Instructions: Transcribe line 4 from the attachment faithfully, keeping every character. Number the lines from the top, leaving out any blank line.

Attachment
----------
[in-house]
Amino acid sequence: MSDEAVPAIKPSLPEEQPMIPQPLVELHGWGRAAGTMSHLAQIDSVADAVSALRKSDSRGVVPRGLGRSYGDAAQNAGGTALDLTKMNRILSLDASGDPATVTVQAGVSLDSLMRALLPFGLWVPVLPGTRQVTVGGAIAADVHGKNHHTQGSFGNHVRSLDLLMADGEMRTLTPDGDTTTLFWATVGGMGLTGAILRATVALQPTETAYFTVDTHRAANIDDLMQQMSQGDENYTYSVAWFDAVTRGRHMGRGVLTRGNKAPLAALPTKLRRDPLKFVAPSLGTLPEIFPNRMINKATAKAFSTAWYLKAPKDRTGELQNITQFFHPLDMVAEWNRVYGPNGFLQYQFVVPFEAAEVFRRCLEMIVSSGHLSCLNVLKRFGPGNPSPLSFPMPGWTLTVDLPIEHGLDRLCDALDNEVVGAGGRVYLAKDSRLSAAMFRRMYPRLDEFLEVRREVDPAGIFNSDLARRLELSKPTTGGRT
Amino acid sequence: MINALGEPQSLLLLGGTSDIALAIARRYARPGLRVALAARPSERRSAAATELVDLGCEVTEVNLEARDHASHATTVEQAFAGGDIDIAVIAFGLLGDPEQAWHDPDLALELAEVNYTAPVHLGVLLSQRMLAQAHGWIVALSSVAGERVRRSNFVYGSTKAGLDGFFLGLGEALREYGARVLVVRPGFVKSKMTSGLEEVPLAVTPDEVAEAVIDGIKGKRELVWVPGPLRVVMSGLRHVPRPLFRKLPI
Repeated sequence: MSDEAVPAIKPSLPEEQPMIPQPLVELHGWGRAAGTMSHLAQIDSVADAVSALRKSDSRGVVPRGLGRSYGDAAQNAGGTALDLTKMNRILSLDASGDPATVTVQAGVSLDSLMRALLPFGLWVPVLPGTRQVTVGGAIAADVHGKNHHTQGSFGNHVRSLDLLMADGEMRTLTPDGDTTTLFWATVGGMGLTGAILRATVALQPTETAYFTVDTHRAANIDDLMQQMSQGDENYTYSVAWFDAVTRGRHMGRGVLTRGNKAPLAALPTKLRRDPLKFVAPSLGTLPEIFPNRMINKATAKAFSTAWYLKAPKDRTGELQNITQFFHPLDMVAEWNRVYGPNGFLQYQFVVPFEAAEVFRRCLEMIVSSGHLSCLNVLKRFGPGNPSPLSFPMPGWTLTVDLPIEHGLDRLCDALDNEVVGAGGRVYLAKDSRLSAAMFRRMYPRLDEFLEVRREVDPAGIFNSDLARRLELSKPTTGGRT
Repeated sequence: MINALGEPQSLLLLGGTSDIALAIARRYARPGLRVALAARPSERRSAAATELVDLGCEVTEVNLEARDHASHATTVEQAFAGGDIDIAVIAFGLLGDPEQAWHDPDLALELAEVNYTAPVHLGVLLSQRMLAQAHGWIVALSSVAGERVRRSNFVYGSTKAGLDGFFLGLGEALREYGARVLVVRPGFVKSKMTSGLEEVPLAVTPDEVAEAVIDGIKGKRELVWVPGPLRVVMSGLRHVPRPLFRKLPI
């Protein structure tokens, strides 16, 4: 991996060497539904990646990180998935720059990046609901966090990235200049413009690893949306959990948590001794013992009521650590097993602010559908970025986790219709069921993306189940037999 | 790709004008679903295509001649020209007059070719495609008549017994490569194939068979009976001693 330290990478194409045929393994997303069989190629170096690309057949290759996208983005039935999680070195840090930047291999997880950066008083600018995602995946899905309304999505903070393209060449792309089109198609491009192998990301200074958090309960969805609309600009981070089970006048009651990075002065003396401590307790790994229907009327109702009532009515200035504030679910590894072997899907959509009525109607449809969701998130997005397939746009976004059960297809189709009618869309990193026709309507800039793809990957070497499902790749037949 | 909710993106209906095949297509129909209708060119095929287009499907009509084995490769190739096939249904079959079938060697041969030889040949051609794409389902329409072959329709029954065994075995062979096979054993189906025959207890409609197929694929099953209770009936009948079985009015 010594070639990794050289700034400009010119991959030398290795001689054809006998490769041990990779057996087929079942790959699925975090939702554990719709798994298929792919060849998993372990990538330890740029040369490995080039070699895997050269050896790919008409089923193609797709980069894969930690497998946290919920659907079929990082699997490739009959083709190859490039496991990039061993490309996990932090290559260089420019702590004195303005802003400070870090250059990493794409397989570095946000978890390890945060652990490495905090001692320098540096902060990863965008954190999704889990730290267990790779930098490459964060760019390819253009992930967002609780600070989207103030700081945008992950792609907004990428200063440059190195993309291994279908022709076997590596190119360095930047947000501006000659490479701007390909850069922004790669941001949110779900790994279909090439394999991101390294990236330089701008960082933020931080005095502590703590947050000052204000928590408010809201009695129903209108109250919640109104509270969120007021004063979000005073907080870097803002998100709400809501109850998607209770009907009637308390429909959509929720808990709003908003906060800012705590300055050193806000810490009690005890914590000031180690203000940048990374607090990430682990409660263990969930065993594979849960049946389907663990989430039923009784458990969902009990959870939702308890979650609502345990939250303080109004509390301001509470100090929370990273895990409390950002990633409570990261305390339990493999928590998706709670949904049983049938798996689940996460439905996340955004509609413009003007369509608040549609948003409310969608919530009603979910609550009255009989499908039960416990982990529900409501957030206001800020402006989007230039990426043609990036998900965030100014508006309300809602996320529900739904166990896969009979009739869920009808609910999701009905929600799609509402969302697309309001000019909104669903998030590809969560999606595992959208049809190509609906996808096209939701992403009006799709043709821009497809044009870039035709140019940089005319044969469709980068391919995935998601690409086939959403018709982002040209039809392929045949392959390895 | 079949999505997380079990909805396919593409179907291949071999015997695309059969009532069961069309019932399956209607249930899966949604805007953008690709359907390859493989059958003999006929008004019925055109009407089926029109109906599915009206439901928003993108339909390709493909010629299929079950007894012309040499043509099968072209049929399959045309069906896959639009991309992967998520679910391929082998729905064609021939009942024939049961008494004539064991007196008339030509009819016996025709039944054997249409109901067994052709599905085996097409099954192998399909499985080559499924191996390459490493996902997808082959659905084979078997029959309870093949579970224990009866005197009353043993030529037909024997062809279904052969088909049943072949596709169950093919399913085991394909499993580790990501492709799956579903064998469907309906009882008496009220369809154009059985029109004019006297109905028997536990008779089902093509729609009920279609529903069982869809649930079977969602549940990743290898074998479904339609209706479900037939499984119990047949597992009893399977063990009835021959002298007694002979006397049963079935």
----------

Repeated sequence: MSDEAVPAIKPSLPEEQPMIPQPLVELHGWGRAAGTMSHLAQIDSVADAVSALRKSDSRGVVPRGLGRSYGDAAQNAGGTALDLTKMNRILSLDASGDPATVTVQAGVSLDSLMRALLPFGLWVPVLPGTRQVTVGGAIAADVHGKNHHTQGSFGNHVRSLDLLMADGEMRTLTPDGDTTTLFWATVGGMGLTGAILRATVALQPTETAYFTVDTHRAANIDDLMQQMSQGDENYTYSVAWFDAVTRGRHMGRGVLTRGNKAPLAALPTKLRRDPLKFVAPSLGTLPEIFPNRMINKATAKAFSTAWYLKAPKDRTGELQNITQFFHPLDMVAEWNRVYGPNGFLQYQFVVPFEAAEVFRRCLEMIVSSGHLSCLNVLKRFGPGNPSPLSFPMPGWTLTVDLPIEHGLDRLCDALDNEVVGAGGRVYLAKDSRLSAAMFRRMYPRLDEFLEVRREVDPAGIFNSDLARRLELSKPTTGGRT